Ju-Chan and I actually began translating Korean literature in 1980; 1983 marked the publication of our first book-length translation. For me the special appeal of Korean literature has always been storytelling, which is perhaps why I was drawn initially to the short fiction of Hwang Sunwŏn and why Ju-Chan and I continue to translate his works. The more I read, study, and translate Korean literature the more I appreciate Korean oral literature and those works of modern literature that manage to capture, through language, characterization, and mood, the performance tradition that is essential to oral literature. And ironically, while Ju-Chan and I in our translations focus on modern fiction, in my teaching at the University of British Columbia I find myself increasingly drawn to shiga (“poetry and song”), and especially the vernacular lyrics of Shilla, Goryeo, and Joseon times.



You have translated over 150 Korean literary works into English and published them directly or indirectly. What do you think is the best of all those works? If it is too difficult to single out one, please select three or four.

Among the most successful—or perhaps “most memorable” would more accurately reflect our feelings about these translations—are the following:

(1) Words of Farewell: Stories by Korean Women Writers (stories by O Chŏnghŭi, Kang Sŏkkyŏng, and Kim Chiwŏn): We chose these three writers in response to the recommendation of Hwang Sunwŏn. The collection is meaningful to us in that it was our first translated book to be published in the U.S. (1989), and we consider it successful in that it drew comparatively widespread attention to modern Korean fiction and especially to writing by Korean women–the book sold almost 10,000 copies, which is likely a record for book-length translations of Korean literature published by small presses and academic publishers.:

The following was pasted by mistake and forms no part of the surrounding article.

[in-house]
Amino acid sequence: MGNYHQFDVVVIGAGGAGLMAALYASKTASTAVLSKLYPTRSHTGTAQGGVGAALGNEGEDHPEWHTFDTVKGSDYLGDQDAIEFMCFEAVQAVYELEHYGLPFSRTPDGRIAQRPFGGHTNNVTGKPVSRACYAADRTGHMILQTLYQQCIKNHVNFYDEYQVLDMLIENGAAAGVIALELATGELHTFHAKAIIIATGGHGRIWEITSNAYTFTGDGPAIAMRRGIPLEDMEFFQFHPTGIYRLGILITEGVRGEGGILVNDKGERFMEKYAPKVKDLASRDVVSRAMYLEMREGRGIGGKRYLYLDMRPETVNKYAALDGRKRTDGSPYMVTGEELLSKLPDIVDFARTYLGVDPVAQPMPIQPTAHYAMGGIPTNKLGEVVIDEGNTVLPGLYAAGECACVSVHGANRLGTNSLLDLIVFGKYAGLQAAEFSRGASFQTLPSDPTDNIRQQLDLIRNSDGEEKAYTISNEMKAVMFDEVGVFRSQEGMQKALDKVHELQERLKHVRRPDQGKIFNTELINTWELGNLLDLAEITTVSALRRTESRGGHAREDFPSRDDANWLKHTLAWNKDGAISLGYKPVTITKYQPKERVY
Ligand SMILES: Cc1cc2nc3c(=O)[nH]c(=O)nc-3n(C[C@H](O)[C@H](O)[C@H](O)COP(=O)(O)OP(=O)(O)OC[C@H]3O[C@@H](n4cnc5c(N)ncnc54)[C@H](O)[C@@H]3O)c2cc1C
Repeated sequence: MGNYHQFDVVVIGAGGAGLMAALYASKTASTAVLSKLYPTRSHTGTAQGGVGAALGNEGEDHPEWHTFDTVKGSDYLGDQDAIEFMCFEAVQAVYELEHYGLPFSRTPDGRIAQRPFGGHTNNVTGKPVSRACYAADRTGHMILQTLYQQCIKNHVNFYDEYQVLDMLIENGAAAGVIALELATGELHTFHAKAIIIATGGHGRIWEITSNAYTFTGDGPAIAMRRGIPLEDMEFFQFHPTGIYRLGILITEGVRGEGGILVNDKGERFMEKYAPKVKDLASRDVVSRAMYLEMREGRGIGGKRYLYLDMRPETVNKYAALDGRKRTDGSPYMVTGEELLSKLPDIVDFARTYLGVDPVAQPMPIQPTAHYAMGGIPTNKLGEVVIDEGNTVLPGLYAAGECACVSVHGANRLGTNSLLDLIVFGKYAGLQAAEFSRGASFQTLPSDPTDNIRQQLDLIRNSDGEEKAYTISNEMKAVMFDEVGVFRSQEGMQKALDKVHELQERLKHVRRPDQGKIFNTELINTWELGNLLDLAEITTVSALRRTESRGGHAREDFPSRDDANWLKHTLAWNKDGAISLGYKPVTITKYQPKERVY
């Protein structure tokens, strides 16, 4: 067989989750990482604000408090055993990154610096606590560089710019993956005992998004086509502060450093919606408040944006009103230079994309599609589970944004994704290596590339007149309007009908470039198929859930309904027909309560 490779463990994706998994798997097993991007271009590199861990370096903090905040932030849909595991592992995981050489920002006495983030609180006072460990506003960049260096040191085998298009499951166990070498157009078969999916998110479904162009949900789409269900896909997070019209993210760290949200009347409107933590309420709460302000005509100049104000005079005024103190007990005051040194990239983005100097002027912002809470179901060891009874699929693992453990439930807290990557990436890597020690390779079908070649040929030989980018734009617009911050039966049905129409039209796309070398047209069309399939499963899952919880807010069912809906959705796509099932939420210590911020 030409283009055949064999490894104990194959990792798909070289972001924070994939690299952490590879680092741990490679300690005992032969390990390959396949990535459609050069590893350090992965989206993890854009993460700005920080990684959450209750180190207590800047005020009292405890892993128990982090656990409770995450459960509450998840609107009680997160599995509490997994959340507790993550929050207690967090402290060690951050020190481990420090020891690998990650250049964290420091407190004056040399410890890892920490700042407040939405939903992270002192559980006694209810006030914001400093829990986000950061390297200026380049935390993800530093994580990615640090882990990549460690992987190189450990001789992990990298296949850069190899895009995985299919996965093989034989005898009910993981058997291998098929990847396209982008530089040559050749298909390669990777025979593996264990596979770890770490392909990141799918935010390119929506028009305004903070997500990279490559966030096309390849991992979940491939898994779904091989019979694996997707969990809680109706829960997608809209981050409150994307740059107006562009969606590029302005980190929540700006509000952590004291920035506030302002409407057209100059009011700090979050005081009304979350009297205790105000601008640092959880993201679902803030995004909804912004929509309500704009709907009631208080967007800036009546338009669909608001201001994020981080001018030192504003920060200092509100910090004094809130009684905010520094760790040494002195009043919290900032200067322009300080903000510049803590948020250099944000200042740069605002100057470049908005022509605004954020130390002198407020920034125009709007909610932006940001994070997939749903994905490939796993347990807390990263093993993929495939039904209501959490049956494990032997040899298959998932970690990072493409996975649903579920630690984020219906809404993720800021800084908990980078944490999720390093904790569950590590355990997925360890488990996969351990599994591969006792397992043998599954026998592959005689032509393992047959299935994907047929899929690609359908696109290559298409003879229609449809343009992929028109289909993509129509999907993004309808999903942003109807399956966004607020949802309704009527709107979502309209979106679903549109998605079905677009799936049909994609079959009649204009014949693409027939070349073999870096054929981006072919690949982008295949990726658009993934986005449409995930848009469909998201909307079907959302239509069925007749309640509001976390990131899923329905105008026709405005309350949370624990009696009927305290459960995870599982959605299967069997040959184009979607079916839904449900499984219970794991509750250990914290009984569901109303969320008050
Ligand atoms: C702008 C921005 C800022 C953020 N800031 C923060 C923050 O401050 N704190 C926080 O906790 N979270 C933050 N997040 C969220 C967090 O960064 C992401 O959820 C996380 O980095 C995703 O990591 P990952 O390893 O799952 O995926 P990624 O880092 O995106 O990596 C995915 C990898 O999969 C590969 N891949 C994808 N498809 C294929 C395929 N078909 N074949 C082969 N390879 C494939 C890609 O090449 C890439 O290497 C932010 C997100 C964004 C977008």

(2) The Dwarf, by Cho Sehŭi (2006; a linked-story novel, the title of which could be translated literally as “A Small Ball Launched by a Dwarf”): We chose to translate this work because I consider it the most important one-volume novel in modern Korean literature, not only for its subject matter (social and economic problems arising during President Park Chung Hee’s industrialization program) but also its deceptively simple style, by means of which the author hoped to reach readers of all ages.:

(3) “There a Petal Silently Falls” (a novella by Ch’oe Yun): We chose this story because of the importance of the theme of trauma resulting from the Kwangju Uprising of 1980, and because of its brilliant three-part narrative, which is told alternately from the point of view of a traumatized girl wandering the countryside, a construction worker who abuses her, and a group of university students who are trying to find her. The translation of this novella and two other stories constitute our book There a Petal Silently Falls: Three Stories by Ch’oe Yun (2009), which earned starred reviews in two major American review journals, Booklist and Publishers Weekly.:

(4) “The Bone Thief” (a story by Hwang Chŏngŭn): We chose this story because it is one of the most compelling love stories we have ever read.:

(5) Sunset: A Ch’ae Manshik Reader (2017; a collection of writings in a variety of genres by one of the most distinctive voices in modern Korean literature): We decided on this project because of our long affinity with the works of this writer and because of our desire to institute a series of volumes on iconic Korean writers that would avoid the traditional “representative works” approach and focus instead on the rich variety of their writing.:

(6) Mina (2018; a novel by Kim Sagwa): we chose this novel of a love-hate relationship between two high school girls because we found it to be the most realistic account of the psychological pathology that pervades the Seoul metropolitan area in the new millennium, and because translating this novel was for us an intense, almost hypnotic experience—a reaction also articulated by several reviewers of our translation.